By the middle of March, a mobile cloud of the insects, at least 100 I estimated, would fly just above the soil.  They moved back and forth and from side to side, circling, dancing, the urgency of movement increasing when the sun shone, like water simmering, threatening to boil over.   My photos of the insects highlighted the prominent creamy hair bands around the abdomen, the pale hairs that decorate the face and sides of the thorax and the haze of pale yellow hairs coating the legs, confirming that they were male Yellow-Legged Mining bees (Andrena flavipes), one of our earliest spring solitary bees.    

One day I noticed a slightly larger but otherwise similar bee pausing on a dandelion.  The size suggested this might be a female and before I could take a photo my hunch was confirmed as one of the smaller bees hopped on top of the larger bee.  They stayed clasped together for about two minutes, his legs twitching before they separated.  She stayed on the flower whereas he moved to a nearby blade of grass. If this mating was successful, the female now starts the job of nest building.  Within one of the tunnels in the bare soil she will construct a series of cells each equipped with one egg and a mixture of pollen and nectar collected from flowers. The eggs will develop into new bees.   Each mated female works alone without cooperation so that these insects are referred to as solitary bees.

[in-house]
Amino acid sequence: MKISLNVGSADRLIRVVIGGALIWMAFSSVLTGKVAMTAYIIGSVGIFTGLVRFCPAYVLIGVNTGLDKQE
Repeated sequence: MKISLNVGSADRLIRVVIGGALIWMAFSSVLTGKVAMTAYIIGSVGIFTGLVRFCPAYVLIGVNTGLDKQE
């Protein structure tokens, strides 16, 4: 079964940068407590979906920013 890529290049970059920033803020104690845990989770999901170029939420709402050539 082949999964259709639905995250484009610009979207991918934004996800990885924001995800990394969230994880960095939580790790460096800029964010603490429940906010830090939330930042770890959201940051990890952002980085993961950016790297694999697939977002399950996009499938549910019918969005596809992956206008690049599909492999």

One of my visits to the Garden was on a sunny Sunday morning and, after I had looked at the bees, I wandered about glancing at the flowers.  My attention was captured, though, by a large black beetle (about 2.5cm long) among a mass of ivy beneath a hawthorn tree.  I found a second similar insect close by on a separate leaf.  Both were motionless and seemed to be taking the sun.  These are unusual creatures with a small head and thorax compared to their much larger abdomen.  Wing cases were visible but they were too small to cover the abdomen, rather like a portly Victorian gentleman unable to secure his jacket across his belly.  The prominent legs and antennae of the beetles seemed to be comprised of many small segments so that they resembled tightly coiled wire. In the sunshine, their bodies, legs and antennae sparkled a beautiful iridescent dark blue.  After a bit of searching and with some kind help from John Walters, I worked out that these were female violet oil beetles (Meloe violaceus).  This was a surprise as these rare insects have not been spotted in the Leechwell Garden before.